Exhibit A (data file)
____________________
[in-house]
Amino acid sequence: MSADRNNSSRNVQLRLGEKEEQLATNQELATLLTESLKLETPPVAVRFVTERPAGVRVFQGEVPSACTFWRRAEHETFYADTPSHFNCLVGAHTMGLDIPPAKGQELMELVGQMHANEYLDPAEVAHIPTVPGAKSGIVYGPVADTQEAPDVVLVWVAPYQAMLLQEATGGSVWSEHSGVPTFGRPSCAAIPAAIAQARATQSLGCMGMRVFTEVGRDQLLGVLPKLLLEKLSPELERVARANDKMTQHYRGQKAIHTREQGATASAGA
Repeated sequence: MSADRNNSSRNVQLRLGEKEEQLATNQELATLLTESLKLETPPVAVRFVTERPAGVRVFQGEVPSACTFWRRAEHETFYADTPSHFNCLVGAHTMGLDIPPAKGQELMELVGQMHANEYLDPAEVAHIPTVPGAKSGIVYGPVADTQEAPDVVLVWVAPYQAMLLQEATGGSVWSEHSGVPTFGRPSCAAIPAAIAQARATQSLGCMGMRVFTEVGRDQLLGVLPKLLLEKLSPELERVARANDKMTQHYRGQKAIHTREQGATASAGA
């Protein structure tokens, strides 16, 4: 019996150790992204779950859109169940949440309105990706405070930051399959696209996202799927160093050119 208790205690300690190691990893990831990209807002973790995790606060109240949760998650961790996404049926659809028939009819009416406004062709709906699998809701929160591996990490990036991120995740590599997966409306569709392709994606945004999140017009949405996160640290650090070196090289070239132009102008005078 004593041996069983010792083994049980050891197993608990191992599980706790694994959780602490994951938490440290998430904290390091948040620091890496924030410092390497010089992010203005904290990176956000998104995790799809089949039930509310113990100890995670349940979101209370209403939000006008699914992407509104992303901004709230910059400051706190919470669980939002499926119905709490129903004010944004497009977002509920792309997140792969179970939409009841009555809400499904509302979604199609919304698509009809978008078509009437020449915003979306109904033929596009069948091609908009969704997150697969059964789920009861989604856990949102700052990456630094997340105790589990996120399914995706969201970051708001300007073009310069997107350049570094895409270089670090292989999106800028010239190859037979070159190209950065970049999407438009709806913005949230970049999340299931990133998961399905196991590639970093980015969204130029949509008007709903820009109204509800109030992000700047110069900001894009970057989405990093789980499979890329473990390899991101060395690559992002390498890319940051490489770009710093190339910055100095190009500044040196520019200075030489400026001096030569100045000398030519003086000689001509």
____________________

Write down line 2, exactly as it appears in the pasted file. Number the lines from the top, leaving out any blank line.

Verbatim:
Amino acid sequence: MSADRNNSSRNVQLRLGEKEEQLATNQELATLLTESLKLETPPVAVRFVTERPAGVRVFQGEVPSACTFWRRAEHETFYADTPSHFNCLVGAHTMGLDIPPAKGQELMELVGQMHANEYLDPAEVAHIPTVPGAKSGIVYGPVADTQEAPDVVLVWVAPYQAMLLQEATGGSVWSEHSGVPTFGRPSCAAIPAAIAQARATQSLGCMGMRVFTEVGRDQLLGVLPKLLLEKLSPELERVARANDKMTQHYRGQKAIHTREQGATASAGA